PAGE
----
Draw the Common and Hip Rises and Lengths
Next I draw the rise — 12 inches — of one of the common rafters by extending one end of the rectangle. So, for example, I extend line CD 12 inches to point E; this represents the rise of the 5/12 common rafter. Line AE represents the 5/12 common length.
The next step is to "develop" the lengths of the commons (top, center) by drawing right triangles along the sides of the rectangle. The base of each triangle is the common run, the adjacent side is the 12-inch rise, and the hypotenuse is the common length. The hip length (bottom) is developed from the diagonal through the rectangle. Using a compass to swing a 12-inch arc saves time measuring.
Here's where the compass comes in handy. I set its points at D and E, then swing an arc around the end of the rectangle so I don't have to measure the rise three times. Next I draw the 10/12 common in exactly the same way as the 5/12, then the hip, using the framing square to draw its rise (DG) perpendicular to its run (BD).
You've now got the plumb cuts as well as the seat cuts for both commons and the hip.
Draw the Hip Backing Angle
Figuring the backing angles for an irregular hip is usually tricky, but not with this method. Start by drawing a line perpendicular to the hip length, anywhere along its length. Extend the line to the hip run; this is line JK in the drawing.
To develop the hip backing angle (angle LNM), first draw a line perpendicular to the hip length extending to the base of the hip — from point J to point K. Next, draw a line from point K perpendicular to the hip run extending in both directions until it crosses the plate lines (LM). Then, using K as the pivot point, swing an arc from point J to the hip run — to point N in the example.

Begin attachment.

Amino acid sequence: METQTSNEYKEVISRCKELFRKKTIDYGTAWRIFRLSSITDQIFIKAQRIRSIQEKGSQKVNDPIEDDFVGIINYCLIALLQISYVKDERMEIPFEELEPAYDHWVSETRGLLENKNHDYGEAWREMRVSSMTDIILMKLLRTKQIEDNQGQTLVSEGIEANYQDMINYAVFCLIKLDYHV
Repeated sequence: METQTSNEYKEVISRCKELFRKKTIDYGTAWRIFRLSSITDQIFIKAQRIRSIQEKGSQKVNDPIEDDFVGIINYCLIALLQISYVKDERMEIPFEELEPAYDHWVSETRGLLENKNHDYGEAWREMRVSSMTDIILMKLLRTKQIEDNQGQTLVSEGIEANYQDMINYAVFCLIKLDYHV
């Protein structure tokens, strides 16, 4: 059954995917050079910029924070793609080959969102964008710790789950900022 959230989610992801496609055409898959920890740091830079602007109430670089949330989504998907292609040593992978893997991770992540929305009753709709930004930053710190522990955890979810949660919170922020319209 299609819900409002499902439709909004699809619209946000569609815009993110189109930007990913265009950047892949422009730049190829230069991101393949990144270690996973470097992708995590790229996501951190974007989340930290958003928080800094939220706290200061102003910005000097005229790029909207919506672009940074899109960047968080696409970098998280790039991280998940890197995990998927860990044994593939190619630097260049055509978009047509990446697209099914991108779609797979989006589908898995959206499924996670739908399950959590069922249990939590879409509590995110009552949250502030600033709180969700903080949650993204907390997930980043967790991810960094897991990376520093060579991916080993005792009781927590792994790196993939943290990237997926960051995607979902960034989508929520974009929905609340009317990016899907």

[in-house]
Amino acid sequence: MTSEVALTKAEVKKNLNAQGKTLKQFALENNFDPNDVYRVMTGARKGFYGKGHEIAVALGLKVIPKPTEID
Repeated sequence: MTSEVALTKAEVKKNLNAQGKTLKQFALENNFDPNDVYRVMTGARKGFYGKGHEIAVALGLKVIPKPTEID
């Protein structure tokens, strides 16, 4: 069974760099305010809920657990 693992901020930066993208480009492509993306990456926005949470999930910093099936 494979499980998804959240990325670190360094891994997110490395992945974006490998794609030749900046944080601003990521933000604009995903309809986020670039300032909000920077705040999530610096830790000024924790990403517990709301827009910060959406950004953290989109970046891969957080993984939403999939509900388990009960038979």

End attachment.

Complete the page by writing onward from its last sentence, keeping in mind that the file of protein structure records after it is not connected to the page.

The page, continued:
Finally, draw lines from N to L and M; the resulting angle, illustrated in the cardboard model, represents the top of the hip rafter.
Next, starting at point K, draw a line perpendicular to the hip run and extend it far enough in both directions that it crosses the plate lines (LM). You may have to extend one or both of the plate lines, as in the drawing, in order to intersect this new line.
Now I set the point of the compass on K and swing an arc from J to the hip run; the intersection is point N.
Finally, drawing lines from this point — N — to points L and M gives you the backing angle for the hip rafter.
Draw the Roof Surface
You can also easily figure out the angled cuts for the roof sheathing. Put the point of your compass at point A and the pencil end at E — the distance along the 5/12 common length. Then swing this arc in the opposite direction, make a mark, and extend the 5/12 run line (AD) until it intersects at point O. Draw a line from O to B; the triangle you've drawn represents the roof surface on the 5/12 side of the hip rafter.
Repeat these steps for the other side (triangle BCP).
To draw the sheathing cuts at the hip corner, first extend both common runs well beyond the plate lines, then draw arcs from the tops of the common lengths to these new line extensions (arcs EO and FP).
The cardboard model shows how rotating triangle OAB creates a perfectly fitted roof surface.
Pulling cut angles off the developed drawing is a matter of setting the bevel square and transferring the angles to the stock. Here, the author transfers the plumb cut for the 10/12 common.
He sets the bevel angle for the 5/12 hip backing.
At this point, you can transfer the cut angles to the stock for cutting.
William Dillon is a job supervisor with South Mountain Co., an employee-owned design-build firm on Martha's Vineyard, Mass.